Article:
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To: ArneFufkin
Your hockey knowledge is very good, but your geography leaves a lot to be desired. : )

The Sutter brothers were born in the small farming town of Viking, Alberta. All of them played junior hockey for the Lethbridge Broncos of the WHL, though.

The northernmost town in Alberta is probably Fort Fitzgerald -- up north of Lake Athabasca near Wood Buffalo National Park. Fort McMurray may be the northernmost CITY in the province.

Alberta's Major Shared Resource: Janet Jones

LOL.

74 posted on 04/30/2003 7:56:07 AM PDT by Alberta's Child
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To: Laurie S
Heroic teachers are our heroes. Crappy teachers should play craps.

Don't make us break down your work year, please.

75 posted on 04/30/2003 7:57:19 AM PDT by ArneFufkin
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To: TankerKC
I just don't believe that.

"Is the Earth flat or round? I don't remember." A serious question from a girl who attended my high school.

76 posted on 04/30/2003 7:58:23 AM PDT by Question_Assumptions
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To: ArneFufkin
Best Quote About Americans Ever Heard in the Province of Alberta (from a wise old rancher out near Water Valley):

"I never understood the Jim Crow era in the U.S. Why would you treat certain people like that? . . . It's not as if they were Injuns."

77 posted on 04/30/2003 8:00:15 AM PDT by Alberta's Child
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To: Laurie S
Why this country doesn't believe in investing in the child is beyond me.

Paying teacher more = investing in the child? Wrong!

We don't want to pay to send them to daycare, we don't want to pay to have them taught properly. ...SNIP...Blaming the teacher first is a sure sign of not taking responsibility as a parent to make sure your child gets his/her homework done and studies properly, IMHO. :)

So, which is it? Do we (I assume you mean the government) pay to send our kids to daycare, or do we take responsibility as parents. You can’t have it both ways.

Are you a teacher? I'm just curious.

78 posted on 04/30/2003 8:02:33 AM PDT by TankerKC (If we blame our parents, will our kids blame us?)
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To: j_tull
19 of 20, and also missed the religion one. The placement of the distractors adds even more to the tragedy of our outcomes based education system.
79 posted on 04/30/2003 8:02:39 AM PDT by PA Engineer
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To: Alberta's Child
The northernmost town in Alberta is probably Fort Fitzgerald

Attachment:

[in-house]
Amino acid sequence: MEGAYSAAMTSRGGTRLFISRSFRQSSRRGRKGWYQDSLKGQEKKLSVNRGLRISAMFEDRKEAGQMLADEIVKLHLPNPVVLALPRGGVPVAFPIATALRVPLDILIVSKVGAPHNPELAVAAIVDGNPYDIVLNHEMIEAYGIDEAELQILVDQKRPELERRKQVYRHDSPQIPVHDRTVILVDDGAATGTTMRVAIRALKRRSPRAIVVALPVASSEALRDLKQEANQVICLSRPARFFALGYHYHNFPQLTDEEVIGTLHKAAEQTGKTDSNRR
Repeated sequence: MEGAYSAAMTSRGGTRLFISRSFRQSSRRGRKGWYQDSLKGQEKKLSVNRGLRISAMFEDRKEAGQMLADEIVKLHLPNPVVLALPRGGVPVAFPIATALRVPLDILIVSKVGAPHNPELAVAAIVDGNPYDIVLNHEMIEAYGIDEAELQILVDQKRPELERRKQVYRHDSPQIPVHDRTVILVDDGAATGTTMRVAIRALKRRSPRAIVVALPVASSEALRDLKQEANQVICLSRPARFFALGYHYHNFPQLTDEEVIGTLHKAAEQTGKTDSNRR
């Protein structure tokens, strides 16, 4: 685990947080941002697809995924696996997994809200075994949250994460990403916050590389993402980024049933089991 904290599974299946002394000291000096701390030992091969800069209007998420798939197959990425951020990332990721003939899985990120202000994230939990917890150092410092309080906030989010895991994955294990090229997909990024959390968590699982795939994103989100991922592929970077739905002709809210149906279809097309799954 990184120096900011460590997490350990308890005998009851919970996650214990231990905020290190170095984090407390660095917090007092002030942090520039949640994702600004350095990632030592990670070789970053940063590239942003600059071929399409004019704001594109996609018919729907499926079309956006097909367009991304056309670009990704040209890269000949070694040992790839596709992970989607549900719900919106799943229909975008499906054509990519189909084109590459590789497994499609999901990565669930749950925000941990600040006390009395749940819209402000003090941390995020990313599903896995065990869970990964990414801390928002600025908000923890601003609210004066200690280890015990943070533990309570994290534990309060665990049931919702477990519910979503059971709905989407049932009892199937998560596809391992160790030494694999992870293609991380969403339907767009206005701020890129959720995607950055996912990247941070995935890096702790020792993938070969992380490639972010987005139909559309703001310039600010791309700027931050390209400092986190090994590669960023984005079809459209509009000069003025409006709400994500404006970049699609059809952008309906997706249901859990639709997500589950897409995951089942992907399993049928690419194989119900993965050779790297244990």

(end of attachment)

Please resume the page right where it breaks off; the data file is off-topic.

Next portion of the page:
How could I forget the Twin Cities of Fort Fitzgerald, Alberta and Uranium City, Saskatchawan? I apologize to all the Albertarianites and Saskatchawantonians.

80 posted on 04/30/2003 8:03:14 AM PDT by ArneFufkin
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To: ArneFufkin
Second-Best Quote About Americans Ever Heard in the Province of Alberta (from the same wise old rancher out near Water Valley):

"What the hell ya doin' takin' a trip up to Banff and Lake Louise? No self-respectin' Albertan goes there anymore -- yer more likely to hear some Neezer language up there than English!"

(Note: "Neezer" was a term used by said rancher to describe all things Oriental in nature -- Chinese Japanese, Taiwanese, etc.)

81 posted on 04/30/2003 8:03:30 AM PDT by Alberta's Child
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To: Kerberos
....trying giving them $21 dollars when the bill comes to $10.59 and see what happens.

I had this exact thing happen to me the other day. The idiot running the cash register asked me if I was giving her a tip.

82 posted on 04/30/2003 8:04:35 AM PDT by wbill
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To: Laurie S
The average pay for a teacher K through 12 in my town is $84,000 per year, and the school system is one point above failing. how much do you propose we pay them?

At present my school system costs $20,000 per student per year, and they do an awful job.

It's not about the pay. The teachers are incompetent, and their union is working to prevent the education of children. Respectfully, you are entitled to your opinion, but I wish you would get a little more information before you tell us what it is.

Vouchers are the only answer, and the teachers unions will do anything to prevent them, no matter how many children will suffer.

83 posted on 04/30/2003 8:07:58 AM PDT by tcostell
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To: tcostell
{The teachers are incompetent, and their union is working to prevent the education of children.}

The NEA doesn't care about the education of the children. The NEA just wants to brainwash the next generation into becoming mindless Democratic voters.
84 posted on 04/30/2003 8:12:20 AM PDT by Kuksool
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To: Alberta's Child
AC, I had a mad blast a couple of years ago at the Golden Nugget in Vegas partying with 5 or 6 fugitives from lawful instituionalization in Calgary. What a blast ... couple of us still keep in touch. I make fun of their country, they agree ... LOL. We broke down the 80s Calgary Flames in detail and you know what? Jim Peplinski was really a handsome and dashing rogue.